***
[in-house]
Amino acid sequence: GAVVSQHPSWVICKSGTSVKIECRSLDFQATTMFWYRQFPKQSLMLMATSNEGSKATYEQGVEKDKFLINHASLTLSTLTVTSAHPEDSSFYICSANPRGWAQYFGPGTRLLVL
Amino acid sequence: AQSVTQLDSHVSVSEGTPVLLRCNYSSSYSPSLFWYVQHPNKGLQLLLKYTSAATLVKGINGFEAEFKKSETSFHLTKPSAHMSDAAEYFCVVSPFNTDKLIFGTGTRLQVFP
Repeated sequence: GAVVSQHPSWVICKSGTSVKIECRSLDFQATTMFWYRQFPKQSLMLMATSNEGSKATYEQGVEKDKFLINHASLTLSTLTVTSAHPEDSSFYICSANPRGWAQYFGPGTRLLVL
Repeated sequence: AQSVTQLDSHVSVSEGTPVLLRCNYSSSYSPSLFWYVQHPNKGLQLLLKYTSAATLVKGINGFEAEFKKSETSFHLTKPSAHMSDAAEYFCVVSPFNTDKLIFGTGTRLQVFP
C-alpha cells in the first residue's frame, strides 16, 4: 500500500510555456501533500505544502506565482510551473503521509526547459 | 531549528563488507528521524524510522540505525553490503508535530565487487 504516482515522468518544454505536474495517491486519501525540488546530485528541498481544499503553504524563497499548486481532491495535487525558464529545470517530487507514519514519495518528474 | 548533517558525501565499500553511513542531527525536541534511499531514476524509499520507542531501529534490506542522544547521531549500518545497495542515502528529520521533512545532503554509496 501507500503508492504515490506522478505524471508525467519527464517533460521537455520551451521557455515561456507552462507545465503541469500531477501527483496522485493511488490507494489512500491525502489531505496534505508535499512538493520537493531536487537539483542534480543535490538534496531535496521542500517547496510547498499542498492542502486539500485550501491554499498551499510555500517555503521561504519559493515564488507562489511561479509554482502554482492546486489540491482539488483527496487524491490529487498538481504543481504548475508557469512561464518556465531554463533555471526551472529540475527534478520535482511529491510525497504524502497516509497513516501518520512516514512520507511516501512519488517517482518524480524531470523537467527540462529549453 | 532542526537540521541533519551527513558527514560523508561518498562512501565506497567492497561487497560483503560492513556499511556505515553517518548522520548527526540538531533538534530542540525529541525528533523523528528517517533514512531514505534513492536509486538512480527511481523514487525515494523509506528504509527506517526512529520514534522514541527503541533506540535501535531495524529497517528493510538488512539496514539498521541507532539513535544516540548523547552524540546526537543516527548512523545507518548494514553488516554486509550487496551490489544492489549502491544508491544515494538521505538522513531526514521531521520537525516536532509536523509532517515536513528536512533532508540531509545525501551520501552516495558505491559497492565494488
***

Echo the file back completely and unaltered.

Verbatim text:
[in-house]
Amino acid sequence: GAVVSQHPSWVICKSGTSVKIECRSLDFQATTMFWYRQFPKQSLMLMATSNEGSKATYEQGVEKDKFLINHASLTLSTLTVTSAHPEDSSFYICSANPRGWAQYFGPGTRLLVL
Amino acid sequence: AQSVTQLDSHVSVSEGTPVLLRCNYSSSYSPSLFWYVQHPNKGLQLLLKYTSAATLVKGINGFEAEFKKSETSFHLTKPSAHMSDAAEYFCVVSPFNTDKLIFGTGTRLQVFP
Repeated sequence: GAVVSQHPSWVICKSGTSVKIECRSLDFQATTMFWYRQFPKQSLMLMATSNEGSKATYEQGVEKDKFLINHASLTLSTLTVTSAHPEDSSFYICSANPRGWAQYFGPGTRLLVL
Repeated sequence: AQSVTQLDSHVSVSEGTPVLLRCNYSSSYSPSLFWYVQHPNKGLQLLLKYTSAATLVKGINGFEAEFKKSETSFHLTKPSAHMSDAAEYFCVVSPFNTDKLIFGTGTRLQVFP
C-alpha cells in the first residue's frame, strides 16, 4: 500500500510555456501533500505544502506565482510551473503521509526547459 | 531549528563488507528521524524510522540505525553490503508535530565487487 504516482515522468518544454505536474495517491486519501525540488546530485528541498481544499503553504524563497499548486481532491495535487525558464529545470517530487507514519514519495518528474 | 548533517558525501565499500553511513542531527525536541534511499531514476524509499520507542531501529534490506542522544547521531549500518545497495542515502528529520521533512545532503554509496 501507500503508492504515490506522478505524471508525467519527464517533460521537455520551451521557455515561456507552462507545465503541469500531477501527483496522485493511488490507494489512500491525502489531505496534505508535499512538493520537493531536487537539483542534480543535490538534496531535496521542500517547496510547498499542498492542502486539500485550501491554499498551499510555500517555503521561504519559493515564488507562489511561479509554482502554482492546486489540491482539488483527496487524491490529487498538481504543481504548475508557469512561464518556465531554463533555471526551472529540475527534478520535482511529491510525497504524502497516509497513516501518520512516514512520507511516501512519488517517482518524480524531470523537467527540462529549453 | 532542526537540521541533519551527513558527514560523508561518498562512501565506497567492497561487497560483503560492513556499511556505515553517518548522520548527526540538531533538534530542540525529541525528533523523528528517517533514512531514505534513492536509486538512480527511481523514487525515494523509506528504509527506517526512529520514534522514541527503541533506540535501535531495524529497517528493510538488512539496514539498521541507532539513535544516540548523547552524540546526537543516527548512523545507518548494514553488516554486509550487496551490489544492489549502491544508491544515494538521505538522513531526514521531521520537525516536532509536523509532517515536513528536512533532508540531509545525501551520501552516495558505491559497492565494488